UK insurers are unlikely to significantly increase their investment risk in the near term, despite the impact persistently low interest rates are having on their earnings, Fitch said today.
In a note, the ratings agency said it expected the proportion of risky assets on UK insurance firms' balance sheets to remain 'broadly stable'. In some cases they could decline as new European rules aimed at limiting insurance risk, Solvency II, come into force.
In recent years, it said, 'most' major UK life insurers have reduced the proportion of risky assets they hold relative to their own equity. 'UK insurers have also written less guaranteed business than those in other countries, reducing their need to obtain high returns to make guaranteed payments,' it added.
But Fitch noted that persistent low interest rates were having an impact on insurers because they both limit the returns they can generate on investments and can also increase their liabilities.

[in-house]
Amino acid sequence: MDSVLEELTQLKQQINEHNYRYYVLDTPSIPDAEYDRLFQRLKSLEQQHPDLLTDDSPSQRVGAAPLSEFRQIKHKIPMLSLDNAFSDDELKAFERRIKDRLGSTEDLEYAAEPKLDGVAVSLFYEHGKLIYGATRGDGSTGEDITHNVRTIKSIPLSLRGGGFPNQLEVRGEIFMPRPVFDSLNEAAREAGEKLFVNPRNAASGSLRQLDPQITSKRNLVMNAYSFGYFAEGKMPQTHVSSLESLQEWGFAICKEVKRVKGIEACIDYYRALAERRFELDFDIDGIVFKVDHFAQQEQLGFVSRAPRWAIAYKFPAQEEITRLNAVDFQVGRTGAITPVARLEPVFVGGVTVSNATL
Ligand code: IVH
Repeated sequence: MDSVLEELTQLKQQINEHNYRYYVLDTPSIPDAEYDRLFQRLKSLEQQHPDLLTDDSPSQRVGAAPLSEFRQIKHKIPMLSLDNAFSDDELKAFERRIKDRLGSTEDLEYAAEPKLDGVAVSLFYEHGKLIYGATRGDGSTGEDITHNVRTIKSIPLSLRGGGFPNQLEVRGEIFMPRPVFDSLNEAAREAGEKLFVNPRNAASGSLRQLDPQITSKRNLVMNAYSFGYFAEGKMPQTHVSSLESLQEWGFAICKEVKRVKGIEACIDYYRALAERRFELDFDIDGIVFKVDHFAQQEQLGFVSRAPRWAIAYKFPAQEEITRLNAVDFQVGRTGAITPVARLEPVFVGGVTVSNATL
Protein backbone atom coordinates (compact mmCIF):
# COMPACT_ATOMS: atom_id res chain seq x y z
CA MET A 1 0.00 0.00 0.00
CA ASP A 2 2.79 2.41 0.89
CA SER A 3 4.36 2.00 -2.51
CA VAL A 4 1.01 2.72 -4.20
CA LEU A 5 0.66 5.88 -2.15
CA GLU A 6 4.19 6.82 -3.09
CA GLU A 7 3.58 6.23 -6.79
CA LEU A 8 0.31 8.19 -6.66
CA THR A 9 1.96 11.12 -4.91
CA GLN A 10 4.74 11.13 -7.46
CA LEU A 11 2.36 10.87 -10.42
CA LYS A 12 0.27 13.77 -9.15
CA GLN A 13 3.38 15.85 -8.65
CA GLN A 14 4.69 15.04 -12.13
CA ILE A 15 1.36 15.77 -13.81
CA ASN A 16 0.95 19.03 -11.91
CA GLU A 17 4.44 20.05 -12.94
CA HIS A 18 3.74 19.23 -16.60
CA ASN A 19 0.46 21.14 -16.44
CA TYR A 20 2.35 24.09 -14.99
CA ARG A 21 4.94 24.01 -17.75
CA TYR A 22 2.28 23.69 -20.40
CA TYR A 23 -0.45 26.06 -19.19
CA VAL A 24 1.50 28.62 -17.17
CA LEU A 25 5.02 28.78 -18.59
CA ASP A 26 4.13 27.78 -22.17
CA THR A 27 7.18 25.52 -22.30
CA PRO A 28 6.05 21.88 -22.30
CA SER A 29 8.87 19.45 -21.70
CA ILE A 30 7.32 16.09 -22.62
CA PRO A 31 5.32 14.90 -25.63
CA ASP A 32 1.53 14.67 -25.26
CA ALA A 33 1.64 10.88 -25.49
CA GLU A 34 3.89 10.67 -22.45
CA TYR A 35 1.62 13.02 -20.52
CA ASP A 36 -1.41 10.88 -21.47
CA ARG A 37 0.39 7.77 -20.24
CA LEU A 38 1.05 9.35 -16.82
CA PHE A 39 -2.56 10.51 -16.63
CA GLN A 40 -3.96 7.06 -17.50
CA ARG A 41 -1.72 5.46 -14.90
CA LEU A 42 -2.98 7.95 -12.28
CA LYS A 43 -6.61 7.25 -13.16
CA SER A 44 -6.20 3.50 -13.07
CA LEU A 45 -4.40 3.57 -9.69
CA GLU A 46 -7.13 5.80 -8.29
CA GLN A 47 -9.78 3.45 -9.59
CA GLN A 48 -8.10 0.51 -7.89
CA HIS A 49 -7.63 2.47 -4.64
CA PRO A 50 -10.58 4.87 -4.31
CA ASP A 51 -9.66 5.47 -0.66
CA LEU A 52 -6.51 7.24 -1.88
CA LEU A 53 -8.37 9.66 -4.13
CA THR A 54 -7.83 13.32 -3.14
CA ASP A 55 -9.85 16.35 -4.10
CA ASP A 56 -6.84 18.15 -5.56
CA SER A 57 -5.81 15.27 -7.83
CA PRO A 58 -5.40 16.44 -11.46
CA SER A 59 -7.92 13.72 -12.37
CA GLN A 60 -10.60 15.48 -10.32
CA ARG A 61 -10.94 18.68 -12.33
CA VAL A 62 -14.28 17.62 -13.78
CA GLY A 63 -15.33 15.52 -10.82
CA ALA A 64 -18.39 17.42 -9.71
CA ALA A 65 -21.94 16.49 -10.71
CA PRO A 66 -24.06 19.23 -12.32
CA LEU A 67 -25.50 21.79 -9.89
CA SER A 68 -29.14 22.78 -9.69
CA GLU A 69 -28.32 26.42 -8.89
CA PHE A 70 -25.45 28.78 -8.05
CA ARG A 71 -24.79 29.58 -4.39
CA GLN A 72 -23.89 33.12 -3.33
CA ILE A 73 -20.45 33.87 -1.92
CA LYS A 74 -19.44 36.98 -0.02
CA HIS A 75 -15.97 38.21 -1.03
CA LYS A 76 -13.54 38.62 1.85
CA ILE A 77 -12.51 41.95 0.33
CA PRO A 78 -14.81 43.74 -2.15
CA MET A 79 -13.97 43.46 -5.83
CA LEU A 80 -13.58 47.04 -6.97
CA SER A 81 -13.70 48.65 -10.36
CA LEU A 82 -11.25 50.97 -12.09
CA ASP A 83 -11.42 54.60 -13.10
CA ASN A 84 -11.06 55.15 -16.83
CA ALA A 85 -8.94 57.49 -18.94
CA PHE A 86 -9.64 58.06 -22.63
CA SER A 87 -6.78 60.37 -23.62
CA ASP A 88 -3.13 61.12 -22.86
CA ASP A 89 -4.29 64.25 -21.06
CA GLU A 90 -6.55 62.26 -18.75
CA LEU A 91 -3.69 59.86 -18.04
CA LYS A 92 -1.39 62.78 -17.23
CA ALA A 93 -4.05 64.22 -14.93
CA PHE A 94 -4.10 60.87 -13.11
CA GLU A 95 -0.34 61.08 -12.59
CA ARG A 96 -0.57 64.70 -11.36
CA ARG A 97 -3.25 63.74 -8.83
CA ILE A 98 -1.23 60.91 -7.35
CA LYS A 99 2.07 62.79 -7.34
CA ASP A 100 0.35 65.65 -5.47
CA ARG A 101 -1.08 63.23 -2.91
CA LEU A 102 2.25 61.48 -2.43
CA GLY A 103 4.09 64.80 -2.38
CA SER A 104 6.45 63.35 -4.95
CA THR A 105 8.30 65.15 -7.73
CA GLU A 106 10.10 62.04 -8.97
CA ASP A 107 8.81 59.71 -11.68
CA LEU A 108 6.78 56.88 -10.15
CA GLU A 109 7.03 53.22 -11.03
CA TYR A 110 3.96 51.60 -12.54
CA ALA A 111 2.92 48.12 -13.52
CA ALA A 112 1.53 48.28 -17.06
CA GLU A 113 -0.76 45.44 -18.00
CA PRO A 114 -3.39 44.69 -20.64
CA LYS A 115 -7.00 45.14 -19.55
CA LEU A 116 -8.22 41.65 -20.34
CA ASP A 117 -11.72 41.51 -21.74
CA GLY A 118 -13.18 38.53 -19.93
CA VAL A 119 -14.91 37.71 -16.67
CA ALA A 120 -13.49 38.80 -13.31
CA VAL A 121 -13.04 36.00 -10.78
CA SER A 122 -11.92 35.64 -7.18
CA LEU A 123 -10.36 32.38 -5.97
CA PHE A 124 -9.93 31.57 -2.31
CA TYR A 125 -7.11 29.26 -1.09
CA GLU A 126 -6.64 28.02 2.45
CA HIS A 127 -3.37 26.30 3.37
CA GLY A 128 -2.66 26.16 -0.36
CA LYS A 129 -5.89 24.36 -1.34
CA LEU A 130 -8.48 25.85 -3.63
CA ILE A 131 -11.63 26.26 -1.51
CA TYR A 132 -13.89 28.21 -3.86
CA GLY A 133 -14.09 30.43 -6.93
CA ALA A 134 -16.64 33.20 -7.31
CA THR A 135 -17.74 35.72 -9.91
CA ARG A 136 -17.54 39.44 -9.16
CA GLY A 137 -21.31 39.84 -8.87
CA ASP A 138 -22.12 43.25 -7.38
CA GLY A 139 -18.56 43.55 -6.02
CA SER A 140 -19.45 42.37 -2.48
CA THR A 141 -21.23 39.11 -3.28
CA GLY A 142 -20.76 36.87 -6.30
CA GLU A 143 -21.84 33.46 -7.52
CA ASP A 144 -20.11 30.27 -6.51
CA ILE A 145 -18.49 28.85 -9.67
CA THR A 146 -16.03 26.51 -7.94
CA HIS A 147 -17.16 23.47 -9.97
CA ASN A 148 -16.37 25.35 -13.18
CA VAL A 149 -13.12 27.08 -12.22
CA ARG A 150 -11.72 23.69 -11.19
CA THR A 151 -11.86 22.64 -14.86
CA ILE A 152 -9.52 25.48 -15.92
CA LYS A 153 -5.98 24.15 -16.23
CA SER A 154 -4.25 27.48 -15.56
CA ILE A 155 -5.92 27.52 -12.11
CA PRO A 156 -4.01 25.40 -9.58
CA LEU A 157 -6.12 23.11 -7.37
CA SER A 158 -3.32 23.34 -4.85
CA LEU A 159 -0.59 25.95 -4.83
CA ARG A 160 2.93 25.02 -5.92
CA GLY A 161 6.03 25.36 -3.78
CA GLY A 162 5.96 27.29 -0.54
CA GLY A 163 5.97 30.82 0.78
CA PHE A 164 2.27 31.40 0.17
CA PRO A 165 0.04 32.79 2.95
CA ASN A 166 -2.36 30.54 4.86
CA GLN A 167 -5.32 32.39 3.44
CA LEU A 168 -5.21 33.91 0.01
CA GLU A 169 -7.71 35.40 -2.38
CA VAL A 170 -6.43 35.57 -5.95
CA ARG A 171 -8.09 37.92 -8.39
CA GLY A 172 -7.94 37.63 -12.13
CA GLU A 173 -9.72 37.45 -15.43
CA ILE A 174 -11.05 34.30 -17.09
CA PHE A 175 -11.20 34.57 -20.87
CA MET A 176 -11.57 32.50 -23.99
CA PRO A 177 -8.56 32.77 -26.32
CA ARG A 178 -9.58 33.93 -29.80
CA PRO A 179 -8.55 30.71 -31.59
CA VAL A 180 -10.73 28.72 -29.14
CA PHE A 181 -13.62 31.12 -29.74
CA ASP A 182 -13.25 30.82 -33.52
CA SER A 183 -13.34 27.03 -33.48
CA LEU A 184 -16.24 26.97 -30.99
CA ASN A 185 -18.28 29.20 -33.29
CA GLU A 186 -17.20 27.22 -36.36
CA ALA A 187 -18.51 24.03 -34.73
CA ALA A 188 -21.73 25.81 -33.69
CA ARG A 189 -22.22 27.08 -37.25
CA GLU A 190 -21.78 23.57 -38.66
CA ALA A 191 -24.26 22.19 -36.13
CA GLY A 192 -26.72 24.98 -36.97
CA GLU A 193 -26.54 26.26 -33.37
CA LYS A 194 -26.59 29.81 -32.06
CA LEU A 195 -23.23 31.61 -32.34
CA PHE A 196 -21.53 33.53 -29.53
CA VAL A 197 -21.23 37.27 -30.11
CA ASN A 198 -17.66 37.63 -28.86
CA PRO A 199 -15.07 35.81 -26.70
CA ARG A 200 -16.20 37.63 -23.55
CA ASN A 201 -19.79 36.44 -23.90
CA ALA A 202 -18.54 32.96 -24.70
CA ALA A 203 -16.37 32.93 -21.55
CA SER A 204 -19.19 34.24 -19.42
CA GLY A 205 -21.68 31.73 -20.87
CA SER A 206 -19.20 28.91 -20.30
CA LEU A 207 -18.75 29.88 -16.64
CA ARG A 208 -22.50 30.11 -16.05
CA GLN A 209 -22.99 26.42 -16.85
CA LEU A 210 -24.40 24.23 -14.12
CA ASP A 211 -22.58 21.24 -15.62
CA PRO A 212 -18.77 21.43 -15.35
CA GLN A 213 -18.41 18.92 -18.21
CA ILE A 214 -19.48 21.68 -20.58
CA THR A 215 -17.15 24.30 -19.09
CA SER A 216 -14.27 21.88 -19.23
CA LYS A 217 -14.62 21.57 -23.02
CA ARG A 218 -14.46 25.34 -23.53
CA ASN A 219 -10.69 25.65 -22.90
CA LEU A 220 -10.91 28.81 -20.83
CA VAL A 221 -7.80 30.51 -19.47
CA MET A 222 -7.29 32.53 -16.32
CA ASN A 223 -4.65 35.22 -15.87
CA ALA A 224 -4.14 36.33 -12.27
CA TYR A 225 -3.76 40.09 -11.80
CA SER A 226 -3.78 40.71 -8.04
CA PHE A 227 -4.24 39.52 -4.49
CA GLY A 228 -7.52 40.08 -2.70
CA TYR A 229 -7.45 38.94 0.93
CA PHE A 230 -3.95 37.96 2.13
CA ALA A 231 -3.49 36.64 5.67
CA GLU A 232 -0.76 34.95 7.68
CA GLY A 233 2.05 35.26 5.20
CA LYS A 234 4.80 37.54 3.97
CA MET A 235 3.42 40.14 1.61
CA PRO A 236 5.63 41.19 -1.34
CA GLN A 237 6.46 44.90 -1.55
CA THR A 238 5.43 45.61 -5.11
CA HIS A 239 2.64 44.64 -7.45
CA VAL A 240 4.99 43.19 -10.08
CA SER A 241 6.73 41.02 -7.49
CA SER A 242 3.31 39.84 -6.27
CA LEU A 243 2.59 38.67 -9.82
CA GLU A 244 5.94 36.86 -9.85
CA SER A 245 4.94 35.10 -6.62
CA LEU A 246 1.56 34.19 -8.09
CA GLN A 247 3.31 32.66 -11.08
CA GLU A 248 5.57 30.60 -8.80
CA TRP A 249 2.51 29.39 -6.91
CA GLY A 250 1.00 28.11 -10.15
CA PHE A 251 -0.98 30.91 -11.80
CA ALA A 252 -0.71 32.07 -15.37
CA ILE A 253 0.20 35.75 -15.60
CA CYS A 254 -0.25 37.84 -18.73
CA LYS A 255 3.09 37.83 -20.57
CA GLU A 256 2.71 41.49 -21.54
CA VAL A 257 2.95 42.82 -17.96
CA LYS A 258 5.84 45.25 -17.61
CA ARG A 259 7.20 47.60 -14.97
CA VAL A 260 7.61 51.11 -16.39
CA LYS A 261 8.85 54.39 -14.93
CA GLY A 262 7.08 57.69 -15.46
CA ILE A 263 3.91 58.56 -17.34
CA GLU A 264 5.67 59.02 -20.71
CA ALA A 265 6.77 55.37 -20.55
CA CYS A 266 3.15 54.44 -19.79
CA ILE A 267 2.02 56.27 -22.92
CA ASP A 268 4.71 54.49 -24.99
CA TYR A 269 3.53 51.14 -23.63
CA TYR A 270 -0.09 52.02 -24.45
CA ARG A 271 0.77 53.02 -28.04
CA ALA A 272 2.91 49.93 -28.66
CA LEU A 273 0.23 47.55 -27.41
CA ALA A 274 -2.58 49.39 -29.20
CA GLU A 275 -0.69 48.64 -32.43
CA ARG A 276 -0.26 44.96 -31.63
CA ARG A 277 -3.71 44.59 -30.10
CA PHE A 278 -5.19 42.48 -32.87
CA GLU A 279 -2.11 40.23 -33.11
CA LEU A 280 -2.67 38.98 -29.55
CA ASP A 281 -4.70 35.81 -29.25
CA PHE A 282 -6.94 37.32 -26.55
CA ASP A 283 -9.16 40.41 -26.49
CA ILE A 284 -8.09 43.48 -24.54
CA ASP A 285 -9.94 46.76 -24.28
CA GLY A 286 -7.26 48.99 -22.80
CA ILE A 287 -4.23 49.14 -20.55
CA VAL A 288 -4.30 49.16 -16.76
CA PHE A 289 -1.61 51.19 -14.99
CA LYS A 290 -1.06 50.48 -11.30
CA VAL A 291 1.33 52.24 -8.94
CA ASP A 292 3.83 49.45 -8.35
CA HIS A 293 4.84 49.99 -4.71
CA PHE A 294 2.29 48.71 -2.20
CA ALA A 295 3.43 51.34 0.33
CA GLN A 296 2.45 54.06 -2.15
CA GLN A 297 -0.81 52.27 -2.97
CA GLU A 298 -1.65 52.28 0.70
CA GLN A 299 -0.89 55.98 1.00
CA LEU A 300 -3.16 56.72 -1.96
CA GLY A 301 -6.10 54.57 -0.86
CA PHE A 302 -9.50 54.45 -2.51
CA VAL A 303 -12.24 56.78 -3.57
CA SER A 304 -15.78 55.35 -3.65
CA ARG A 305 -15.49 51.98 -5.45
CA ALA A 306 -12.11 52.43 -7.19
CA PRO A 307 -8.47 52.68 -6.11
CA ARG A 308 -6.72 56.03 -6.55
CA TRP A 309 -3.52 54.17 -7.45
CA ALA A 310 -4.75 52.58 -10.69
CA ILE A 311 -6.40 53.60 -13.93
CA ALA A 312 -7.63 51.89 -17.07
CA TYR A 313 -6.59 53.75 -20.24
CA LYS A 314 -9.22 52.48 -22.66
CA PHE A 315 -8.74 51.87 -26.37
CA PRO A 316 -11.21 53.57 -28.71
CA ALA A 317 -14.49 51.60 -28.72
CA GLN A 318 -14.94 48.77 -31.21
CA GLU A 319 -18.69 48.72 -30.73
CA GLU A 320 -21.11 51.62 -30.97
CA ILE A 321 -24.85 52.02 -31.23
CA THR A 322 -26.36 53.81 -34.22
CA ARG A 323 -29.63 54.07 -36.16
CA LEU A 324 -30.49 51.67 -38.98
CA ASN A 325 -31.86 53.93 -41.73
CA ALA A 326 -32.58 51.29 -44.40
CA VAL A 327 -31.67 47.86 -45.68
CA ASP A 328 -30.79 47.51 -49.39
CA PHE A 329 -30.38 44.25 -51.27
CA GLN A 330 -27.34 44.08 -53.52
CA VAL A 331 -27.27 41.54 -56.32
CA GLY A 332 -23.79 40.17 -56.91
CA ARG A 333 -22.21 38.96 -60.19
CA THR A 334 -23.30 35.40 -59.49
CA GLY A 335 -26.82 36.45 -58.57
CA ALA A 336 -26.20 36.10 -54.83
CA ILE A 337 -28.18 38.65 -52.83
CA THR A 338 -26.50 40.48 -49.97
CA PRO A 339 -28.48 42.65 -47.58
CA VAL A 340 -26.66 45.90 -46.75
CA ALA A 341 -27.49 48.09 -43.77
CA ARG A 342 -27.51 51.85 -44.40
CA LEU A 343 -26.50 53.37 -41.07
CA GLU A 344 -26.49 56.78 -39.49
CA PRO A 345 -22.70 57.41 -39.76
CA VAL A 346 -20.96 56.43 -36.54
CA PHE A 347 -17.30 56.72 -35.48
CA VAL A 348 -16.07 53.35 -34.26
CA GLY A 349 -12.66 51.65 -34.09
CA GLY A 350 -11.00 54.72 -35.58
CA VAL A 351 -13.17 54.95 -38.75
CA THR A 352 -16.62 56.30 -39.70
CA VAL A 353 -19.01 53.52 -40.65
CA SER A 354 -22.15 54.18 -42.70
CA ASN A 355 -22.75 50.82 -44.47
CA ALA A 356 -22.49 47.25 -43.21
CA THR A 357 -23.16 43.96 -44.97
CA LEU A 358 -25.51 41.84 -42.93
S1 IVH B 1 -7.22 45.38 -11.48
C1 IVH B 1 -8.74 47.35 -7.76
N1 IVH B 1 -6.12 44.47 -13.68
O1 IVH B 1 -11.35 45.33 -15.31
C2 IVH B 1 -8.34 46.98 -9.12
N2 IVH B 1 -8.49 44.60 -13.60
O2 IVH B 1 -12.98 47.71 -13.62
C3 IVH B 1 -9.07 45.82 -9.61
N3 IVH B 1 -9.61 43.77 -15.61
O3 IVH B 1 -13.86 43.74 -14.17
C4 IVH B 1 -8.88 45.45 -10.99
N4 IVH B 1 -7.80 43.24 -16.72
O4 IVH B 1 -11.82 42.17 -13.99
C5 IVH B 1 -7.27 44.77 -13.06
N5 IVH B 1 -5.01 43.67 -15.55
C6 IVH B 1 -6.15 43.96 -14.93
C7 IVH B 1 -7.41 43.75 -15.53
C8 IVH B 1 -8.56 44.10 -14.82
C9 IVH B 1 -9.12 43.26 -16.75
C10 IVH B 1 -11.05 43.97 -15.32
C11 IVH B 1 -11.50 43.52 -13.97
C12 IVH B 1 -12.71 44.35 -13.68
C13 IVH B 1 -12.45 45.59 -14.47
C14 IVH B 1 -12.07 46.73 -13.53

The Financial Services Authority has recently highlighted concerns that insurers may make riskier investments to increase yields.
Despite this, Fitch expects the trend towards reducing risk ratios to continue because of the higher risk charges likely to be introduced as part of the new Solvency II rules governing the European insurance industry. The exact impact of this will depend on when the rules are implemented, it added, noting recent concerns over slippage in the 2014 goal for the legislation to take effect.
It warned: 'If insurers did start to increase their holdings of risky assets, we would particularly be on the lookout for unusual investment strategies, such as those involving esoteric instruments and less liquid investments, or any increased concentration by name or sector.'